More on being concise

If the reader is faced with more words than meaning, he or she may very well lose the grip. The reader's mind can wander. You know what that feels like: you were reading along just fine, reading smoothly and understanding, and suddenly you wake up. Your mind has been elsewhere for the last five pages. Many things can cause concentration breaks, but one of those things is to get too many words for too few ideas. The mind is a monorail: when given too little to do, it will find a more engaging line to follow.

So writers need to be concise to hold the reader's attention. For the same reason that you would not, I hope, reveal to the reader a series of ideas he or she already knows, you should make every word tell for the reader.

We are wordy for two obvious reasons and perhaps several more subtle reasons.

First, we are wordy because we have been asked to write many 500-word essays when we had only 100-word ideas. Our teachers were really looking for us to extend our thoughts, to adventure with ideas. But for one reason or another, we were loath to adventure, so we learned early to pad our papers. In fact, we may have learned a whole language of padding. What is really insidious about this padding is that our school writing forms our style in most cases, so the padding becomes the pattern of all our writing. We may feel that we are really writing only when we use the wordy phrases that we have learned to associate with achieving that 500-word length.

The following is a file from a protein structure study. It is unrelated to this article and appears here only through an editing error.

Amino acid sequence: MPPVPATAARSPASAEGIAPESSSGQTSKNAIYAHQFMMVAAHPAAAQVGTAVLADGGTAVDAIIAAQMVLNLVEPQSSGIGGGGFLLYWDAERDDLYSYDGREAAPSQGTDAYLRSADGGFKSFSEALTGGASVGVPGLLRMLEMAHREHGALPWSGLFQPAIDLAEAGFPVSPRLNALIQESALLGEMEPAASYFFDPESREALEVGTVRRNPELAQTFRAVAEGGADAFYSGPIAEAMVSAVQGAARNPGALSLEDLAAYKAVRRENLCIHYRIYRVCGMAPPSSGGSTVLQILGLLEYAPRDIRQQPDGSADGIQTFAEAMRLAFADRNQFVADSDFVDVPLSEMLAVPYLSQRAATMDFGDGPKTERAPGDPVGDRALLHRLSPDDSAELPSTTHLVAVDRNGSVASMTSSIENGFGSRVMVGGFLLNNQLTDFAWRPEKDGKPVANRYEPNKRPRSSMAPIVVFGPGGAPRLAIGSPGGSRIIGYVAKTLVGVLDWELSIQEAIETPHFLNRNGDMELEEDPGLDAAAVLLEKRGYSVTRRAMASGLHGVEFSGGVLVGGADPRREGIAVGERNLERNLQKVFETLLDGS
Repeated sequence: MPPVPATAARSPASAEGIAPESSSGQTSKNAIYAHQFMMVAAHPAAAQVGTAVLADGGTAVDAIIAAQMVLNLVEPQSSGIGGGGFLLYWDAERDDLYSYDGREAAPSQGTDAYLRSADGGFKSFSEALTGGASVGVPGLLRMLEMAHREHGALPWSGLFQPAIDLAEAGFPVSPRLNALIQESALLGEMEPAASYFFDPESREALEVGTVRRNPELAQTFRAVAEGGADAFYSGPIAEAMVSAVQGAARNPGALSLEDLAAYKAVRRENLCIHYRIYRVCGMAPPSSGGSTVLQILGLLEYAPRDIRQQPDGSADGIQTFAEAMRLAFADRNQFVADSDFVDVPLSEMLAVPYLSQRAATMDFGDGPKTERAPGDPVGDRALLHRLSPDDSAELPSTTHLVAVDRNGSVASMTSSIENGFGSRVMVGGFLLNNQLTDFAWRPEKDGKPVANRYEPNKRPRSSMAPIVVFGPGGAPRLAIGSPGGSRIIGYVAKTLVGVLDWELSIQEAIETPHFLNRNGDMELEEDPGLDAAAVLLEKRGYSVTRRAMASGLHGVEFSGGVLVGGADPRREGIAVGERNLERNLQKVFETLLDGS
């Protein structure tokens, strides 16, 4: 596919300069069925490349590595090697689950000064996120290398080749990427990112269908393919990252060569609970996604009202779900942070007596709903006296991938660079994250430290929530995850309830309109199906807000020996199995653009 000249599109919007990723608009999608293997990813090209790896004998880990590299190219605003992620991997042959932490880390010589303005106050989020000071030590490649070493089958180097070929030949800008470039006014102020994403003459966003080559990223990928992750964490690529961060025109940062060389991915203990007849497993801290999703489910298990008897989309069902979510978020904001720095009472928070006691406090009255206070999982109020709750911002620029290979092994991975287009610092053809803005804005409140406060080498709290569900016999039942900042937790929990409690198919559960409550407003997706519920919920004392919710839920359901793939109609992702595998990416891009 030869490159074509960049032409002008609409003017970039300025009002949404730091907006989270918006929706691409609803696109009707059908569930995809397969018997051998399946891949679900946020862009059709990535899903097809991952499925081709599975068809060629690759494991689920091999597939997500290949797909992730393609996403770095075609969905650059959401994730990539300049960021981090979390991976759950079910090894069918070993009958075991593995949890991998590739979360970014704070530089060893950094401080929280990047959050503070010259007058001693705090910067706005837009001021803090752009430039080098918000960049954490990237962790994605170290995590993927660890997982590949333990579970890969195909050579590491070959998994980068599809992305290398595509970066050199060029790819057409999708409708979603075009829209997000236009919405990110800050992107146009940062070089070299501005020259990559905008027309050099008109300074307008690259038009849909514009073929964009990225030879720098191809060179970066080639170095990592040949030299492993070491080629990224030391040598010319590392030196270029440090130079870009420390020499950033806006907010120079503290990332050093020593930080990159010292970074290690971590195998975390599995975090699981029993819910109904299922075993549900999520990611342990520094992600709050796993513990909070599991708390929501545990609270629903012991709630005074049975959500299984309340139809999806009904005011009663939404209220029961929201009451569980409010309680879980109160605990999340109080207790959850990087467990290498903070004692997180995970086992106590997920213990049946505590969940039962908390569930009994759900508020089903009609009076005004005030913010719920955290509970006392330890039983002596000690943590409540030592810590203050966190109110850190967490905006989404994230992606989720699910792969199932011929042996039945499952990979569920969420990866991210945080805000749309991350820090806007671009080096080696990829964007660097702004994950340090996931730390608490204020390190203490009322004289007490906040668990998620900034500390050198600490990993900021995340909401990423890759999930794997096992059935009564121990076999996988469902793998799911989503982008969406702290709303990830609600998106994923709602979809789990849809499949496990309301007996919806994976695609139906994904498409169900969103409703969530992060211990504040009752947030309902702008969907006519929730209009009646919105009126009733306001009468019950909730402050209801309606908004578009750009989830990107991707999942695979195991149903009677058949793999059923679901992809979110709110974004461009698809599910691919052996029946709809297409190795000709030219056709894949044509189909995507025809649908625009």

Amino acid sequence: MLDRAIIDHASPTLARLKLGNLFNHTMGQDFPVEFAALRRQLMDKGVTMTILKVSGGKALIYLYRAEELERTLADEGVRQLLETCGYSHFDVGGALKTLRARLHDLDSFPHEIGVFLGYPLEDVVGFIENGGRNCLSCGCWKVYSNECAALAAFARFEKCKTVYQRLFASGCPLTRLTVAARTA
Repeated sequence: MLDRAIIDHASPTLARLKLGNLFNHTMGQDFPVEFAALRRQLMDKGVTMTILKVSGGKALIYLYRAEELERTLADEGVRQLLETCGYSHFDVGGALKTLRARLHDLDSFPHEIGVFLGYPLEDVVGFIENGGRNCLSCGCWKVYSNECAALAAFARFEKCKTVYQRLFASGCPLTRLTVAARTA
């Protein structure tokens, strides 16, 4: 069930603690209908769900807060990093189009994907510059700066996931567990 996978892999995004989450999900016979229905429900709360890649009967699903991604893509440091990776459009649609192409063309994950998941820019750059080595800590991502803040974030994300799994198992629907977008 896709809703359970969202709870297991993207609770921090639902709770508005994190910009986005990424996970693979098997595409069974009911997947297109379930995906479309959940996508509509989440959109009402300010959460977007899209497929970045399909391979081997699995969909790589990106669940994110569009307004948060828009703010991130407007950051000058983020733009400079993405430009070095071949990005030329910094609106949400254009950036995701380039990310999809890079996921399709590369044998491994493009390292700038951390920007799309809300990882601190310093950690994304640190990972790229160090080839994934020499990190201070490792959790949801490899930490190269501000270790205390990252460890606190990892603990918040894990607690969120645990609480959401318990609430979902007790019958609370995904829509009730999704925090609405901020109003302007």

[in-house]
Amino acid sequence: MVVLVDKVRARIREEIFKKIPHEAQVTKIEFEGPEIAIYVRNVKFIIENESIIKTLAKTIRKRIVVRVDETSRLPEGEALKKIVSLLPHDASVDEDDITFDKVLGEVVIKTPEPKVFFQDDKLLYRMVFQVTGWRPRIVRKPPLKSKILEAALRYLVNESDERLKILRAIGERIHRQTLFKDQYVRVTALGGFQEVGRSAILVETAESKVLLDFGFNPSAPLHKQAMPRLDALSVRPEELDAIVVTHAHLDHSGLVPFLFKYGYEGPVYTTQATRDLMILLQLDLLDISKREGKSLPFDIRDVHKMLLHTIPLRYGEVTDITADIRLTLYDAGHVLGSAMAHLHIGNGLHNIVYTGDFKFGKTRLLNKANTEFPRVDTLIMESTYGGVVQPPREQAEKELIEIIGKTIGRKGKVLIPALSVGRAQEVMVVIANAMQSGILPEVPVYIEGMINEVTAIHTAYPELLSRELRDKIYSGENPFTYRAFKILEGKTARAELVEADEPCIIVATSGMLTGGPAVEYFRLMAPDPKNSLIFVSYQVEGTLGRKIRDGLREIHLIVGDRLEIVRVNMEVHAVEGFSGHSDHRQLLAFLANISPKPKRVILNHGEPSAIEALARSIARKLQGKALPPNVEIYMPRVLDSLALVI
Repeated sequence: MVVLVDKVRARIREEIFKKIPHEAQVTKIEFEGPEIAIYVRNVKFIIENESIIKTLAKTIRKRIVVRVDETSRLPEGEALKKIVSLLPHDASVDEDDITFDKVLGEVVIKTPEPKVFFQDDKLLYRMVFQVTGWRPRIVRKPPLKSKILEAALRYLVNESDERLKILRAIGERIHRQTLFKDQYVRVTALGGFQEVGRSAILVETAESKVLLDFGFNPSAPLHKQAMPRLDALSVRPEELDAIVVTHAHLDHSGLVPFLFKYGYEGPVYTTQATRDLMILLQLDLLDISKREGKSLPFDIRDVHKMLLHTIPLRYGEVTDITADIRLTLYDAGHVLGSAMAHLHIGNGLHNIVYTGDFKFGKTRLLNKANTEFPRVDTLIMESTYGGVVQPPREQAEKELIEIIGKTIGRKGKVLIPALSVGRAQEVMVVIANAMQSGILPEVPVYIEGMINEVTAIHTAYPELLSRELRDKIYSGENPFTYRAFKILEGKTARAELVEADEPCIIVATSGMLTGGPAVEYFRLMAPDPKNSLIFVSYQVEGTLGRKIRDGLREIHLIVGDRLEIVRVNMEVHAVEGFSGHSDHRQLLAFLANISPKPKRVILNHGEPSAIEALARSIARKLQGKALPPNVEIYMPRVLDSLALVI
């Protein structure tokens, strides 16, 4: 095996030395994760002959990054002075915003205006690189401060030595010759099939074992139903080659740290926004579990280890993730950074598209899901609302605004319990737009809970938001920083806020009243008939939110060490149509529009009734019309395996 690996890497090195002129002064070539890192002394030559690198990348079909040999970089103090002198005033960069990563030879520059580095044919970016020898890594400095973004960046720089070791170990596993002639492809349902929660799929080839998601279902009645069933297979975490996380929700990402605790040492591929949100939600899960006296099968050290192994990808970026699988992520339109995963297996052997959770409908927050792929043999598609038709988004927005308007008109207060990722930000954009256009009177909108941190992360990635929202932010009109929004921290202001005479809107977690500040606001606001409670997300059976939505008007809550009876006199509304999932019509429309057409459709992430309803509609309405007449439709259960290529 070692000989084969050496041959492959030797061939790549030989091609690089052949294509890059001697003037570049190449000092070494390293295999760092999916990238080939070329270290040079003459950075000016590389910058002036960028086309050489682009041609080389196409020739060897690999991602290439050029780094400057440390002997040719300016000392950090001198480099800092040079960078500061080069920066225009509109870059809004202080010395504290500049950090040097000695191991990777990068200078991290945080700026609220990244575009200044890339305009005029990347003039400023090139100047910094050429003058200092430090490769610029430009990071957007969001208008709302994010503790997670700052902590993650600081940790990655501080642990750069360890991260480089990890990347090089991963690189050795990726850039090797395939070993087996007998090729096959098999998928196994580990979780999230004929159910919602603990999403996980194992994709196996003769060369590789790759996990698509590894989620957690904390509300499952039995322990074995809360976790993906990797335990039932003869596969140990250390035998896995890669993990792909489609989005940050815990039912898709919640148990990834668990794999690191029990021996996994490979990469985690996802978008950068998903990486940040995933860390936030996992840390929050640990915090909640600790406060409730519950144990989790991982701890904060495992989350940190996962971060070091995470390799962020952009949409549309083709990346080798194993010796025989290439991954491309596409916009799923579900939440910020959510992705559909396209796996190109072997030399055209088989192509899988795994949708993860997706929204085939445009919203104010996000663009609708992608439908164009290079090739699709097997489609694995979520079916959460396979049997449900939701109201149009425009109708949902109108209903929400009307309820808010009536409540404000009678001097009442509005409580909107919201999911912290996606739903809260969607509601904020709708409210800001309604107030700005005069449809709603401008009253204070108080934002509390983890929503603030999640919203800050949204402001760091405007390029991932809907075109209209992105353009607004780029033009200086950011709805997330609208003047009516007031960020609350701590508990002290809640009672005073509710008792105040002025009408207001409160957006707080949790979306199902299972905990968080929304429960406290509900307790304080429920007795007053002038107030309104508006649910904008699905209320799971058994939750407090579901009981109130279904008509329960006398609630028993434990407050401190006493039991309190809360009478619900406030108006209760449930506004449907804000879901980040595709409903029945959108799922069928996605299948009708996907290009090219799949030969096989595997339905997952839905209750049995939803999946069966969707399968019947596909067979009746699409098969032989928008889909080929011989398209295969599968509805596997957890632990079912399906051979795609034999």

Second, our speech is wordy. Writing should be speakable, should sound like speech. But writing most certainly should not be exactly like speech, given the poor organization of most speech, its poor grammar, and especially its wordiness. If you think that speech is concise, just look at an accurate transcript sometime. No one wants writing to sound like that.

Our speech is wordy for many reasons, one being that we are talking while thinking. In addition, sometimes we want to hold conversational space while working up our next idea. John Dean, for instance, in responding to the Senators on the Watergate Committee, kept saying "At that particular point in time . . ." With that rote phrase he was taking the time to organize his thoughts. But writing need not have, in fact must not have, such wordiness. The wonder of writing is that we have a huge advantage over speech: we can edit, we can take back the incorrect or insulting before it goes out, we can make the communication better than we first thought it.


Courtesy of John Mercer Associates,

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